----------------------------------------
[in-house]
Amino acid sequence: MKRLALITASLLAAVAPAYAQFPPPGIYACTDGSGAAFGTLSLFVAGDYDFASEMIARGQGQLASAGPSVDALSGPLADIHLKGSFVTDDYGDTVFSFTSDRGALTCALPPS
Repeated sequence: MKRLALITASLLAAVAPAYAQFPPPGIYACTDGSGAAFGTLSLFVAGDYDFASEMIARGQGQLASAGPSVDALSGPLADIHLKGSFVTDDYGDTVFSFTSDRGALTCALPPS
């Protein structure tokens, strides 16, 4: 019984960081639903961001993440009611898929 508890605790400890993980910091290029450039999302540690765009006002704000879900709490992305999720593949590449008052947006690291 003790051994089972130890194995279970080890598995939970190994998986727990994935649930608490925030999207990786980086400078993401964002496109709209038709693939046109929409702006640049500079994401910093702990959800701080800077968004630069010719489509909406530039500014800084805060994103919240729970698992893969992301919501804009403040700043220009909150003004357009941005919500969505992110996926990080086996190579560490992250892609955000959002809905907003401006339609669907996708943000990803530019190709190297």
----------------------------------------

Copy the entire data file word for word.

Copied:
[in-house]
Amino acid sequence: MKRLALITASLLAAVAPAYAQFPPPGIYACTDGSGAAFGTLSLFVAGDYDFASEMIARGQGQLASAGPSVDALSGPLADIHLKGSFVTDDYGDTVFSFTSDRGALTCALPPS
Repeated sequence: MKRLALITASLLAAVAPAYAQFPPPGIYACTDGSGAAFGTLSLFVAGDYDFASEMIARGQGQLASAGPSVDALSGPLADIHLKGSFVTDDYGDTVFSFTSDRGALTCALPPS
């Protein structure tokens, strides 16, 4: 019984960081639903961001993440009611898929 508890605790400890993980910091290029450039999302540690765009006002704000879900709490992305999720593949590449008052947006690291 003790051994089972130890194995279970080890598995939970190994998986727990994935649930608490925030999207990786980086400078993401964002496109709209038709693939046109929409702006640049500079994401910093702990959800701080800077968004630069010719489509909406530039500014800084805060994103919240729970698992893969992301919501804009403040700043220009909150003004357009941005919500969505992110996926990080086996190579560490992250892609955000959002809905907003401006339609669907996708943000990803530019190709190297």